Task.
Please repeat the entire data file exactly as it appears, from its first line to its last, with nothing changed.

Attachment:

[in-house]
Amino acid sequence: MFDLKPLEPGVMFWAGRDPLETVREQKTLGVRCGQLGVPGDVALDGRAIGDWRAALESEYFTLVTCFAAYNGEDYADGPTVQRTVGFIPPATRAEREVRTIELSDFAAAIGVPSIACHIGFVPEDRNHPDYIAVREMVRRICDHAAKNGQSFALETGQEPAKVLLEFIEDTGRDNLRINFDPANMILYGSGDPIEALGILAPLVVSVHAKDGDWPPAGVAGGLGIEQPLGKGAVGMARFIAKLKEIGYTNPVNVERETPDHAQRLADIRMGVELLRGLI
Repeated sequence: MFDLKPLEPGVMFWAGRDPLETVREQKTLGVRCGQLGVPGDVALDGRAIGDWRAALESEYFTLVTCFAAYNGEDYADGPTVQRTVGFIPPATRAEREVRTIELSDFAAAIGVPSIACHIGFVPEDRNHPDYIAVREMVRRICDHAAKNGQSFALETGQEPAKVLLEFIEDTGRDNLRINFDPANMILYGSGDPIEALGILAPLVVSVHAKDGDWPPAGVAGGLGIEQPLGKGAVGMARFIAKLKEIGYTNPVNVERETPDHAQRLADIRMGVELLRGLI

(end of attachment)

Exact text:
[in-house]
Amino acid sequence: MFDLKPLEPGVMFWAGRDPLETVREQKTLGVRCGQLGVPGDVALDGRAIGDWRAALESEYFTLVTCFAAYNGEDYADGPTVQRTVGFIPPATRAEREVRTIELSDFAAAIGVPSIACHIGFVPEDRNHPDYIAVREMVRRICDHAAKNGQSFALETGQEPAKVLLEFIEDTGRDNLRINFDPANMILYGSGDPIEALGILAPLVVSVHAKDGDWPPAGVAGGLGIEQPLGKGAVGMARFIAKLKEIGYTNPVNVERETPDHAQRLADIRMGVELLRGLI
Repeated sequence: MFDLKPLEPGVMFWAGRDPLETVREQKTLGVRCGQLGVPGDVALDGRAIGDWRAALESEYFTLVTCFAAYNGEDYADGPTVQRTVGFIPPATRAEREVRTIELSDFAAAIGVPSIACHIGFVPEDRNHPDYIAVREMVRRICDHAAKNGQSFALETGQEPAKVLLEFIEDTGRDNLRINFDPANMILYGSGDPIEALGILAPLVVSVHAKDGDWPPAGVAGGLGIEQPLGKGAVGMARFIAKLKEIGYTNPVNVERETPDHAQRLADIRMGVELLRGLI